A Division Bench of the Hon’ble Allahabad High Court in Dr. Rajeev Ranjan Mishra and others v. State of U.P. and others, 2008 (1) AWC 810, held as under:
“The distinction between rule of “recruitment” and “condition of service” is no more res integra having already been settled by the Apex court in catena of cases. In State of M.P. v. Shardul Singh, (1970) 1 SCC 108, the Apex Court held that the term “conditions of service” means all those conditions which regulate the holding of a post by a person right from the time of his appointment till retirement and even pension etc. It was reiterated in I.N. Subbareddy v. State of A.P., (1997) 1 SCC 554. In Syed Khalid Rizvi v. Union of India, 1993 Supp (3) SCC 575, the Apex Court held that where a rule permits relaxation of provisions pertaining to “conditions of service”, the same would be applicable to the condition after appointment to the service in accordance with rules. It also held that “conditions of recruitment” and “conditions of service” are distinct and the latter is preceded by an appointment according to rules, the former cannot be relaxed.”
In a Full Bench Judgment of the Gujarat High Court in A.J. Patel and others v. State of Gujarat and others, AIR 1965 Guj 23, with reference to Article 309 of the Constitution of India, it was held as under:
“From this Article it is evident that rules relating to the recruitment of persons to public services and posts are distinct from rules relating to the conditions of service. The conditions of service are conditions applicable to persons who have been appointed to public services and posts. The terms and conditions relating to recruitment and relating to appointment to public services and posts must, therefore, be regarded as distinct and different from the conditions of service governing persons on their appointment to public services and posts.” Raj Kumar Pandey and others v. State of U.P. and Others, (2014) 1 UPLBEC 224.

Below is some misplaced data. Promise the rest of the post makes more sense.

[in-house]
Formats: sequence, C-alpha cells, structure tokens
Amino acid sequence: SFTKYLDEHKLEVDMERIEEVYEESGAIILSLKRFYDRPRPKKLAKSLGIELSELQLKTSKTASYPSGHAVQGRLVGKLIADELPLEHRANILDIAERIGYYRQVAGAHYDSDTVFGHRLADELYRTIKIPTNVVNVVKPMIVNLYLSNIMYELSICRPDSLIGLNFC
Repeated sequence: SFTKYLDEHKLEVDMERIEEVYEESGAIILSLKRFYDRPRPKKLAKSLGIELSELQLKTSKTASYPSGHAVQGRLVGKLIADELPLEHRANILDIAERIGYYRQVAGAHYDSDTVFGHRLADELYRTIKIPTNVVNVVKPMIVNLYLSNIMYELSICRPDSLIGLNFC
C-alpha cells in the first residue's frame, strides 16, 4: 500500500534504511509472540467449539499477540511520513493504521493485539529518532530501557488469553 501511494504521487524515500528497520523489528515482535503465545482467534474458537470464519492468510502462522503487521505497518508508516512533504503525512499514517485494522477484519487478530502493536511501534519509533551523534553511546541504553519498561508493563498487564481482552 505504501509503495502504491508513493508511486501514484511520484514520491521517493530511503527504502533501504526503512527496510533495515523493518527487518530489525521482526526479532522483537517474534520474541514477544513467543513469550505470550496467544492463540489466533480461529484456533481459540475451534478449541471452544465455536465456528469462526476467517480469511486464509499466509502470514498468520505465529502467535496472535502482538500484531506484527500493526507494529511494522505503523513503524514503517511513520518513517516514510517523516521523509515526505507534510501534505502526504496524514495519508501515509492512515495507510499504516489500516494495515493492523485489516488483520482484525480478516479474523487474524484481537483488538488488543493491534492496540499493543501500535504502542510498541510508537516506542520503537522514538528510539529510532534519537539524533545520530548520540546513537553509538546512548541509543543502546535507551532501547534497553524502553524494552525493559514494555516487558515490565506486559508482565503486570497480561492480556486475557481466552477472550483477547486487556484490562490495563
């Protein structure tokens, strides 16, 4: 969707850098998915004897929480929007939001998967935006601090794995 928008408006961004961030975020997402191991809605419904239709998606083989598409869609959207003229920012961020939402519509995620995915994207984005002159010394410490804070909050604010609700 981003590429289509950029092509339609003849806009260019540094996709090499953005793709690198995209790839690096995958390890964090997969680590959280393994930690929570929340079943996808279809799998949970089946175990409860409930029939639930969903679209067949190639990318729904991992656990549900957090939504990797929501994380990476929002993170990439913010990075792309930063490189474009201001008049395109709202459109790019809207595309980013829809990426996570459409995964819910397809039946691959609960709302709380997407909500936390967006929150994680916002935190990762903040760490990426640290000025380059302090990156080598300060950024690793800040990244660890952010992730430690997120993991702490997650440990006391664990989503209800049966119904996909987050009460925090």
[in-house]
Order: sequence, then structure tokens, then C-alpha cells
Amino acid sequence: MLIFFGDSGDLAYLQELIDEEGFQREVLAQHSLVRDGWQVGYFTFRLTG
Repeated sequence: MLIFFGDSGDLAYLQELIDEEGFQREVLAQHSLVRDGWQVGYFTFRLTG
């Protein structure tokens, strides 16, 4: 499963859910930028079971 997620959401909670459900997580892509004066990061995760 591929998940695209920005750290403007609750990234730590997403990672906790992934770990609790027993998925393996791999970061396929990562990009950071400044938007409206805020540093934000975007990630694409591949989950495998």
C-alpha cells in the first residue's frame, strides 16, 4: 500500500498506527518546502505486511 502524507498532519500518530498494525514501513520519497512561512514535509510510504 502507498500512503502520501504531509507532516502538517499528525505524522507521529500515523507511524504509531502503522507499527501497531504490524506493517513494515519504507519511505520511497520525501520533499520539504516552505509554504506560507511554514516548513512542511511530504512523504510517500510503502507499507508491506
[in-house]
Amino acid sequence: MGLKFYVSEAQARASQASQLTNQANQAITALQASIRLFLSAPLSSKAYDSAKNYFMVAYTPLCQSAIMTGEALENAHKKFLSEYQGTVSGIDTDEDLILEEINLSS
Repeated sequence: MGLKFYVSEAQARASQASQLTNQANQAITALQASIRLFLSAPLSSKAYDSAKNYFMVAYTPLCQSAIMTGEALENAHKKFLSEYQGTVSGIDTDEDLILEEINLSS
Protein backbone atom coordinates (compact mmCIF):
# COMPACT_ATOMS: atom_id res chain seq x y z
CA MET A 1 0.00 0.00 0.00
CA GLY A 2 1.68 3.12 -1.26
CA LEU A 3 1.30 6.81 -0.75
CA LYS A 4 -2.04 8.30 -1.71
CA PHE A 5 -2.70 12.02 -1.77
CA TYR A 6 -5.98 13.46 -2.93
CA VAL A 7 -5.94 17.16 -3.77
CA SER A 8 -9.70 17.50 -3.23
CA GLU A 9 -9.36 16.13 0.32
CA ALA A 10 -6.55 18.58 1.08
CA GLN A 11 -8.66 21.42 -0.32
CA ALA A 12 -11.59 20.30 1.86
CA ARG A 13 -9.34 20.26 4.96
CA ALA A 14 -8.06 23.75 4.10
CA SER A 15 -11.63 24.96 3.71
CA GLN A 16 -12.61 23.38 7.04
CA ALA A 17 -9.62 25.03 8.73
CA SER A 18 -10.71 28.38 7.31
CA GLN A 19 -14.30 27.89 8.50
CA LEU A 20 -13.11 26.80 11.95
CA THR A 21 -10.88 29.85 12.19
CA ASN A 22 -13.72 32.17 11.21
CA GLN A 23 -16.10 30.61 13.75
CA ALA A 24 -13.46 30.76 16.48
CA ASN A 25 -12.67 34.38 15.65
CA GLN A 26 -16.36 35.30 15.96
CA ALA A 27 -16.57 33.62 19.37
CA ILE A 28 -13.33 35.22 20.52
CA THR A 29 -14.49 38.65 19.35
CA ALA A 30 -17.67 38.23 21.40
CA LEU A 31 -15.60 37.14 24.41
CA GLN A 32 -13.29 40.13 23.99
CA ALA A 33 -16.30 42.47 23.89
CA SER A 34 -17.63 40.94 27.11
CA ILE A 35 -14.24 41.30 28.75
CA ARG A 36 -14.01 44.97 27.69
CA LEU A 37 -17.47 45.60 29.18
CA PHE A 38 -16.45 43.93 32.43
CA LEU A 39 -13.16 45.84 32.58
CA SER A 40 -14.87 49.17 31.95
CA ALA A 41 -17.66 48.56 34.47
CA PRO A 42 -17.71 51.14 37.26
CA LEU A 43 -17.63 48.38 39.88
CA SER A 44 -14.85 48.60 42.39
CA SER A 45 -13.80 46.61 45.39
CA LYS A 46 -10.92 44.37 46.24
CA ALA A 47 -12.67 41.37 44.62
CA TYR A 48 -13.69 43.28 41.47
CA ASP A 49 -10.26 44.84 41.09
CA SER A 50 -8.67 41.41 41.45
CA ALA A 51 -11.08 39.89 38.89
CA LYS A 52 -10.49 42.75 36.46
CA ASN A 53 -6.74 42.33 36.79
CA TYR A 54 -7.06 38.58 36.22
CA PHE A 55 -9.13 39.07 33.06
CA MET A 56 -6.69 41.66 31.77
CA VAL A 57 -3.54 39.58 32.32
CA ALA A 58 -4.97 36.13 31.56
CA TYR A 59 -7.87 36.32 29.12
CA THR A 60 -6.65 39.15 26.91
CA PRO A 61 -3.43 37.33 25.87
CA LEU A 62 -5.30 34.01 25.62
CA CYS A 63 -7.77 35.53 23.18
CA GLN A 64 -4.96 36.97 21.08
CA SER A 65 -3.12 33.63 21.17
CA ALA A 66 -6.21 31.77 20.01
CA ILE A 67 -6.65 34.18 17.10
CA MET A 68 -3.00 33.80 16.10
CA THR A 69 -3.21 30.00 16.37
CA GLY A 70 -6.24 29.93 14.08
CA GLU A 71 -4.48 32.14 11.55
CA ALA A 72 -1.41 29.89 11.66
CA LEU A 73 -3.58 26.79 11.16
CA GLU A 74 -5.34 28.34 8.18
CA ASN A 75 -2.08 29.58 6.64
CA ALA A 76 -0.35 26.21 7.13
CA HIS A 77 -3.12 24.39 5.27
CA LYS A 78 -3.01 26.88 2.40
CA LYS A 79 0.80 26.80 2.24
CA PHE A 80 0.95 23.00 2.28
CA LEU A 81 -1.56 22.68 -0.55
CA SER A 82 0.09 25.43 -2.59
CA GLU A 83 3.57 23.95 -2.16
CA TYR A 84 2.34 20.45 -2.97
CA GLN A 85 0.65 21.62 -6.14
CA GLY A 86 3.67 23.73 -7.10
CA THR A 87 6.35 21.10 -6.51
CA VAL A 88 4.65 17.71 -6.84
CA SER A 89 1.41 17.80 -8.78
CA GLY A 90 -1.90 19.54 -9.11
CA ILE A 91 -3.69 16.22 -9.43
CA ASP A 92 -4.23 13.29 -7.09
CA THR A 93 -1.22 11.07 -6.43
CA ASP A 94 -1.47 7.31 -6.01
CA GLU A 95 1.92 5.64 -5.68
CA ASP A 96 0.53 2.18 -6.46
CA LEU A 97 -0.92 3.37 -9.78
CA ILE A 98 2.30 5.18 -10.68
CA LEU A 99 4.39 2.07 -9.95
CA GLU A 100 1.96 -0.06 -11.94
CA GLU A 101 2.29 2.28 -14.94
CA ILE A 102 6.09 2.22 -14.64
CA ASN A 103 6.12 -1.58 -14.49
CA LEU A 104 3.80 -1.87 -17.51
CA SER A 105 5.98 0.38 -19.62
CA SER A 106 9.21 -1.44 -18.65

The question whether the pension granted to a public servant is property attracting Article 31(1) came up for consideration before the Punjab High Court in Bhagwant Singh v. Union of India, AIR 1962 Punj 503. I was held that such a right constitutes “property” and any interference will be a breach of Article 31(1) of the Constitution. It was further held that the State cannot by an executive order curtail or abolish altogether the right of the public servant to receive pension. This decision was taken up in Letters Patent Appeal by the Union of India. The Letters Patent Bench in its decision in Union of India v. Bhagwant Singh, ILR 1965 Punj 1 approved the decision of the Learned Senior Judge. The Letters Patent Bench held that the pension granted to a public servant on his retirement is “property” within the meaning of Article 31(1) of the Constitution and he could be deprived of the same only by an authority of law and that pension does not cease to be property on the mere denial or cancellation of it. It was further held that the character of pension as “property” cannot possibly undergo such mutation at the whim of a particular person or authority.
In State of West Bengal v. Haresh C. Banerjee and Ors. (2006) 7SCC 651, this Court recognized that even when, after the repeal of Article 19(1)(f) and Article 31 (1) of the Constitution vide Constitution (Forty-Fourth Amendment) Act, 1978 w.e.f. 20th June, 1979, the right to property was no longer remained a fundamental right, it was still a Constitutional right, as provided in Article 300A of the Constitution. Right to receive pension was treated as right to property. Otherwise, challenge in that case was to the vires of Rule 10(1) of the West Bengal Services (Death-cum-Retirement Benefit) Rules, 1971 which conferred the right upon the Governor to withhold or withdraw a pension or any part thereof under certain circumstances and the said challenge was repelled by this Court. Fact remains that there is an imprimatur to the legal principle that the right to receive pension is recognized as a right in “property”.
A person cannot be deprived of this pension without the authority of law, which is the Constitutional mandate enshrined in Article 300 A of the Constitution. It follows that attempt of the appellant to take away a part of pension or gratuity or even leave encashment without any statutory provision and under the umbrage of administrative instruction cannot be countenanced. State of Jharkhand and others v. Jitendra Kumar Srivastava and others, C.A. No. 6770 of 2013 decided on 14.08.2013.